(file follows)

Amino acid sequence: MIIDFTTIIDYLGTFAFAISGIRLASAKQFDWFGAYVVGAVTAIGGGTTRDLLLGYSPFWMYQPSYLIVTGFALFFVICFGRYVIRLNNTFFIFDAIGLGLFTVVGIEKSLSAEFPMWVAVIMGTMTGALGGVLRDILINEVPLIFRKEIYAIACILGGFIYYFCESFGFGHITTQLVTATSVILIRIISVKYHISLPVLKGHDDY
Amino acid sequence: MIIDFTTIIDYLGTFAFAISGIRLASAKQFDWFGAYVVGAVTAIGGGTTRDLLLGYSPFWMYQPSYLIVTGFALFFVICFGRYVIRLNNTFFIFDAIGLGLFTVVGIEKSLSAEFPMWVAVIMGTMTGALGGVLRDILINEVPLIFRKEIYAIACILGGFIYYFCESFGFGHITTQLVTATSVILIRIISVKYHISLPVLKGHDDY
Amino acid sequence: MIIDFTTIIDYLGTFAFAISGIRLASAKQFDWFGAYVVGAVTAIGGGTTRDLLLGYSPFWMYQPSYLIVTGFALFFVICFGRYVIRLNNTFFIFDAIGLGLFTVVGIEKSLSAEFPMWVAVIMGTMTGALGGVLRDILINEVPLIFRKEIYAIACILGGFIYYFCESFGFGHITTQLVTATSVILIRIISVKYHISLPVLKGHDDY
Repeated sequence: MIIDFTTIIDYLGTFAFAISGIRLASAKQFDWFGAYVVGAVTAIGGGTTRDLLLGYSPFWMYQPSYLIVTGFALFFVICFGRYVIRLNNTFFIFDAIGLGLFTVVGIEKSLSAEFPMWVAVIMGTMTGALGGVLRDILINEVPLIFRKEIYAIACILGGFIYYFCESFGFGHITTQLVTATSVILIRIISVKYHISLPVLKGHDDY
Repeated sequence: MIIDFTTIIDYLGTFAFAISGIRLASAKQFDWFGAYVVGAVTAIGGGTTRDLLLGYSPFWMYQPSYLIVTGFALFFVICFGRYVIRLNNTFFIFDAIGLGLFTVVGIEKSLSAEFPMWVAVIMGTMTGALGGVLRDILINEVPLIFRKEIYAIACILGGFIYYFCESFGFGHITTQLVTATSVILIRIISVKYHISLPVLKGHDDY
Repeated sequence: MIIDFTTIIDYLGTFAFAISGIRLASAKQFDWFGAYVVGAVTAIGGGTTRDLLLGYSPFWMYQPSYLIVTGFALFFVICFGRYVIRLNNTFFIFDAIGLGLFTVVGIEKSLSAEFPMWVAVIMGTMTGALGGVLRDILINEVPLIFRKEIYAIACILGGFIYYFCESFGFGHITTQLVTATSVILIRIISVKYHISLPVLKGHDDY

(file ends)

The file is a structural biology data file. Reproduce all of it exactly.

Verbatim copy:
Amino acid sequence: MIIDFTTIIDYLGTFAFAISGIRLASAKQFDWFGAYVVGAVTAIGGGTTRDLLLGYSPFWMYQPSYLIVTGFALFFVICFGRYVIRLNNTFFIFDAIGLGLFTVVGIEKSLSAEFPMWVAVIMGTMTGALGGVLRDILINEVPLIFRKEIYAIACILGGFIYYFCESFGFGHITTQLVTATSVILIRIISVKYHISLPVLKGHDDY
Amino acid sequence: MIIDFTTIIDYLGTFAFAISGIRLASAKQFDWFGAYVVGAVTAIGGGTTRDLLLGYSPFWMYQPSYLIVTGFALFFVICFGRYVIRLNNTFFIFDAIGLGLFTVVGIEKSLSAEFPMWVAVIMGTMTGALGGVLRDILINEVPLIFRKEIYAIACILGGFIYYFCESFGFGHITTQLVTATSVILIRIISVKYHISLPVLKGHDDY
Amino acid sequence: MIIDFTTIIDYLGTFAFAISGIRLASAKQFDWFGAYVVGAVTAIGGGTTRDLLLGYSPFWMYQPSYLIVTGFALFFVICFGRYVIRLNNTFFIFDAIGLGLFTVVGIEKSLSAEFPMWVAVIMGTMTGALGGVLRDILINEVPLIFRKEIYAIACILGGFIYYFCESFGFGHITTQLVTATSVILIRIISVKYHISLPVLKGHDDY
Repeated sequence: MIIDFTTIIDYLGTFAFAISGIRLASAKQFDWFGAYVVGAVTAIGGGTTRDLLLGYSPFWMYQPSYLIVTGFALFFVICFGRYVIRLNNTFFIFDAIGLGLFTVVGIEKSLSAEFPMWVAVIMGTMTGALGGVLRDILINEVPLIFRKEIYAIACILGGFIYYFCESFGFGHITTQLVTATSVILIRIISVKYHISLPVLKGHDDY
Repeated sequence: MIIDFTTIIDYLGTFAFAISGIRLASAKQFDWFGAYVVGAVTAIGGGTTRDLLLGYSPFWMYQPSYLIVTGFALFFVICFGRYVIRLNNTFFIFDAIGLGLFTVVGIEKSLSAEFPMWVAVIMGTMTGALGGVLRDILINEVPLIFRKEIYAIACILGGFIYYFCESFGFGHITTQLVTATSVILIRIISVKYHISLPVLKGHDDY
Repeated sequence: MIIDFTTIIDYLGTFAFAISGIRLASAKQFDWFGAYVVGAVTAIGGGTTRDLLLGYSPFWMYQPSYLIVTGFALFFVICFGRYVIRLNNTFFIFDAIGLGLFTVVGIEKSLSAEFPMWVAVIMGTMTGALGGVLRDILINEVPLIFRKEIYAIACILGGFIYYFCESFGFGHITTQLVTATSVILIRIISVKYHISLPVLKGHDDY